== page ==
100_6143Or, were we ever going to get down from up on this mountain valley?  We had a beautiful day for the Great Sand Dunes, but we knew there was potential for precipitation for several days thereafter.  We probably should only have spent one night the in the area of the sand dunes and taken off in the sunny afternoon.  But as only hindsight is 20/20, we waited until the next morning only to wake up to ugly looking clouds in the mountain pass we needed to pass through.   And not only did the say it was raining in the pass, but that it was SNOWING.  So let’s see.  Our motor home plus car weigh well over 35,000 pounds, the mountain pass is at 9,400 feet of elevation.  There is 6 miles of 6% downgrade.  And it is snowing up there.  It’s a pretty easy call to sit still for a few hours.

Fortunately the clouds passed, it turned sunny and warmer, and we became convinced it was likely safe to proceed.  By the time we were at the top of the pass, there were only a few wet patches of road left.  The Jake Brake on our diesel motor 100_6149work flawlessly and we were able to roll down the 6% grade at only about 40 mph without the need to stab the service brakes.

The interstate up to Colorado Springs is down out of the mountains and although a bit of a roller coaster ride is quite straight.  It is amazing here how you got from the plains of eastern Colorado immediately up to the 14,000 foot mountain peaks of western Colorado.

100_6151Our campsite is super.  From what we see, we scored the very best site in the park.  We look right out our front window at the front range of the Rocky Mountains with Pike’s Peak as the foremost peak of the range.  Albuquerque may have its beautiful backdrops of mountains, but the backdrop here in Colorado Springs is even more spectacular.

Tuesday, May 7, 2013

Great Sand Dunes National Park


100_6093It was time to move north out of New Mexico.  We weren’t keen about the weather forecast as it had rain in it with the potential to make the roads slick.  But we already had delayed our move up into Colorado and Alley cat was demanding that we take her to another new state.  And with Colorado under her harness, she now has been to a total of 30 states – quite the quantity of travel for a kitty.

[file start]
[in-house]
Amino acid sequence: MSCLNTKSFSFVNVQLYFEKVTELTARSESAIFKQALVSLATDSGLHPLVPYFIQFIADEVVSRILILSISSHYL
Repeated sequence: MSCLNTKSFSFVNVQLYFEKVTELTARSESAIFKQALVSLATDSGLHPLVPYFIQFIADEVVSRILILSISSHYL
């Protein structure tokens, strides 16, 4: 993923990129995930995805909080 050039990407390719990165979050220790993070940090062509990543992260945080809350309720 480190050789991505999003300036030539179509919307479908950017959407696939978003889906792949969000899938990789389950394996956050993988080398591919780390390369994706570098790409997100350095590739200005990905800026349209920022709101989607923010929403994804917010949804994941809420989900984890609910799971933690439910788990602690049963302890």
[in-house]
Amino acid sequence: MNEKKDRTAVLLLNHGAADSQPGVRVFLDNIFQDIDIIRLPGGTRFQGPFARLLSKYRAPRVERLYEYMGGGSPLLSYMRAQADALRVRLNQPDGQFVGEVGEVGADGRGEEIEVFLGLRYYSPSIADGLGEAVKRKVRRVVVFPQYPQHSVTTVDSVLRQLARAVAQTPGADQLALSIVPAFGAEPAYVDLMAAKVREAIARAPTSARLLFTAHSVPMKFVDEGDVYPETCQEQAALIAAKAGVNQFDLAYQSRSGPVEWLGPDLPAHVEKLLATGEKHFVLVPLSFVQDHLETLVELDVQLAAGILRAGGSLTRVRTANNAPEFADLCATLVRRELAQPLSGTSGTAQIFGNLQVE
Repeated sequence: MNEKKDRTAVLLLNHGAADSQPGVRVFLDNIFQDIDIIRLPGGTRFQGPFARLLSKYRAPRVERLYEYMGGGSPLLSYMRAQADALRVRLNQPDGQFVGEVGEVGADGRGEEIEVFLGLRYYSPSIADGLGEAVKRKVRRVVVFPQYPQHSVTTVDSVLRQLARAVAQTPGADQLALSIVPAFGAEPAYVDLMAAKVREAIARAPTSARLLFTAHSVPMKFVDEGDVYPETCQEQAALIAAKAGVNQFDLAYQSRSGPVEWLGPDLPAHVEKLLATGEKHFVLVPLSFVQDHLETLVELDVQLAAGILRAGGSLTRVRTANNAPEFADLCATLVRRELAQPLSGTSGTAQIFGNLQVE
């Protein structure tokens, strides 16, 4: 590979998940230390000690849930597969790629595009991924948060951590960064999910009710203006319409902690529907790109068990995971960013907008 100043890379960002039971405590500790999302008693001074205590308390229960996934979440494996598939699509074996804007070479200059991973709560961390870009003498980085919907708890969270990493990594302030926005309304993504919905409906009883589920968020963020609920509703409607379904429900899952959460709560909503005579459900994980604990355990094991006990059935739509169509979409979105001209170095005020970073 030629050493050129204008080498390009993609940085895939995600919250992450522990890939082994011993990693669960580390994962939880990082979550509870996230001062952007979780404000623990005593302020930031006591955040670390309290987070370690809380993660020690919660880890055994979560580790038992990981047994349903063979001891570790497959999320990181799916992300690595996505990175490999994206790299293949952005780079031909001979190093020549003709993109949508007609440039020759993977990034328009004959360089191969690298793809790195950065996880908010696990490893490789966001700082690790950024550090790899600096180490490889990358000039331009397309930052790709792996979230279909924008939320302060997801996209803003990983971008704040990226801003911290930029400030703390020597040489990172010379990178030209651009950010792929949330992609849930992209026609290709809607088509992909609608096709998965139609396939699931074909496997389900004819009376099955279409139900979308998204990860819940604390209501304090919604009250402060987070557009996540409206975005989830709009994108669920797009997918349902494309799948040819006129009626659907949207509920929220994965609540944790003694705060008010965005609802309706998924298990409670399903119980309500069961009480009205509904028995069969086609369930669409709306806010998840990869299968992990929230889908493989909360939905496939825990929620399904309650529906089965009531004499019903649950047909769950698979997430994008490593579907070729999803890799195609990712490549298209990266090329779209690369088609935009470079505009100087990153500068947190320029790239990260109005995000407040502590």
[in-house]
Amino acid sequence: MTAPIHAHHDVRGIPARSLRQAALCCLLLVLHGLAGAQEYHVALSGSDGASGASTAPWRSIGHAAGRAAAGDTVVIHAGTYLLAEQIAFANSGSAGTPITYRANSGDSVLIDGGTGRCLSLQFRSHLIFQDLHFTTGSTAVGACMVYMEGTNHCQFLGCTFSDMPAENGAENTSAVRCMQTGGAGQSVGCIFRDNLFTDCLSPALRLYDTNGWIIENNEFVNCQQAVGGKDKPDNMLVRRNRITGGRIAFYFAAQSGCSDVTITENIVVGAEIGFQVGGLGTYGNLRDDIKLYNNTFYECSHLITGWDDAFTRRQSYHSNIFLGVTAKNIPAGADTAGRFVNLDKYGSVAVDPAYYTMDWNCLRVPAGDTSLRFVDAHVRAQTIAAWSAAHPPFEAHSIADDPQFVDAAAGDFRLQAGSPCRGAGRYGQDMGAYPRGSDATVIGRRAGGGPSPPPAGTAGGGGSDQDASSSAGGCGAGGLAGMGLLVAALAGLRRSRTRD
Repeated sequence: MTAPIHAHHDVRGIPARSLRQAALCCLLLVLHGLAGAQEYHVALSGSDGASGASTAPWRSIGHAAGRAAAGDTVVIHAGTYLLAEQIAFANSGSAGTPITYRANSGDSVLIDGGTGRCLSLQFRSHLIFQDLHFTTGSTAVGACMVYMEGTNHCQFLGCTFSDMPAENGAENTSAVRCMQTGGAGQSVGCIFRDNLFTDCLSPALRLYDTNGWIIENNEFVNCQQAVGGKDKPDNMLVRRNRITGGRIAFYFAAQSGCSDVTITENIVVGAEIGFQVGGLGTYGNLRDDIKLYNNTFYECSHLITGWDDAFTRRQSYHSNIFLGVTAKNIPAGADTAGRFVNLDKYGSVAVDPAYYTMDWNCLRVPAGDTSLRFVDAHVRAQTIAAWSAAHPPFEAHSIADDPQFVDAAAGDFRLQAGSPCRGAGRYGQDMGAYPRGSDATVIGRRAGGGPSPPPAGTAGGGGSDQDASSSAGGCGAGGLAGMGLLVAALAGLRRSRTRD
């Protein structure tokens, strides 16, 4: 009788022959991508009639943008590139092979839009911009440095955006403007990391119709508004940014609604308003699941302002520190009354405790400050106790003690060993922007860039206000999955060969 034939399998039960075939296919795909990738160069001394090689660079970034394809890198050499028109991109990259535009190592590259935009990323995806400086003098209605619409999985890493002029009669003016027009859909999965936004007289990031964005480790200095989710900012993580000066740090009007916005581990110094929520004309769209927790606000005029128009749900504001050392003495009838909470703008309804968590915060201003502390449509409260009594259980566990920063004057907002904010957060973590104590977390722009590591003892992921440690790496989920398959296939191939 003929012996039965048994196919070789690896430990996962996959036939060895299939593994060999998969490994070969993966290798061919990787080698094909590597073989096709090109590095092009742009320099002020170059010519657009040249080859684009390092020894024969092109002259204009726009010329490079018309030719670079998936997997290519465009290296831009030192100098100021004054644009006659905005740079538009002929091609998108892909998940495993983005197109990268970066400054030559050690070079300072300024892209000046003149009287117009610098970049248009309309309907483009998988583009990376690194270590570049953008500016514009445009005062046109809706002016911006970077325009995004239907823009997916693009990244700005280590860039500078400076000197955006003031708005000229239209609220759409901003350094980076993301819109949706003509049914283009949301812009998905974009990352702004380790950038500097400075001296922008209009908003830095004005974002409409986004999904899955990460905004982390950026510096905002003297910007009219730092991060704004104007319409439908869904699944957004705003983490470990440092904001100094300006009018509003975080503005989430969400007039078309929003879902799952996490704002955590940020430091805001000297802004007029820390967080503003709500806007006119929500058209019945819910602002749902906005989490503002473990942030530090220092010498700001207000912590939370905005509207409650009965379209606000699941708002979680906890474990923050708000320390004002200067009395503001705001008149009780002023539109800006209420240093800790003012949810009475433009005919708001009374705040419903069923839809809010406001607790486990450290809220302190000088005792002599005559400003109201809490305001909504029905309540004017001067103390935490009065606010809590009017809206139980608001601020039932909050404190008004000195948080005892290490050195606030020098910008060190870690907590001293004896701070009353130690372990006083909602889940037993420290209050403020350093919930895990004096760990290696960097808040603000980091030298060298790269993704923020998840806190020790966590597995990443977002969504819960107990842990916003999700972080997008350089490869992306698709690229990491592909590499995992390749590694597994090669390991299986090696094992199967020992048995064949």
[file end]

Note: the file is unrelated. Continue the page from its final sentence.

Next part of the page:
100_6096We had only a bit of rain on the drive, but it was cloudy and foggy around the mountains as we arrived.  We were in for a treat when we woke up to sunny and clear skies the next morning.  Gary said, “take a look back out the window”.  The RV park we are in is more than a bit on the seedy side, so I didn’t know what to think when he told me to look.  But what a glorious view that absolutely could not be seen when we rolled in.  This is Blanca Peak, the seventh tallest mountain peak in the continental United States, right here in our back yard, and we didn’t even know it.

100_6105Our stop in this part of Colorado was to visit the Great Sand Dunes National Park.  Sand dunes you ask?  In a mountain valley at around 8,000 feet elevation?  Sand dunes against the back drop of 13,000 and 14,000 foot mountain peaks?  So how does this area come to have the tallest sand dunes in North America?  Well, this is a huge and very flat valley fully surrounded by 100_6127mountains.  All the snow melt and rain in the mountains wears on the rock and creates grains of sand that flow into the creeks and main river of the valley, once again, that Rio Grande that we have been following all this year.  In the summer, the water flow becomes a trickle, the winds blow, primarily out of the southwest, and the sand is blown across the valley. It finally reaches the mountain range known as the Sangre de Cristos and the sand becomes trapped as huge dunes at the base of the mountains.  The dunes rise as high as 750 feet from the floor of the valley and cover around 30 square miles of area,

100_6111We hiked up a bit on the lower dunes and watched some children slide down dune faces on sleds.  There were also people who had special boards very similar to snow boards who skied down the dunes.  On a drive back through one area of the park we came upon a small group of mule deer who didn’t seem to be bothered by us at all – right up close and personal.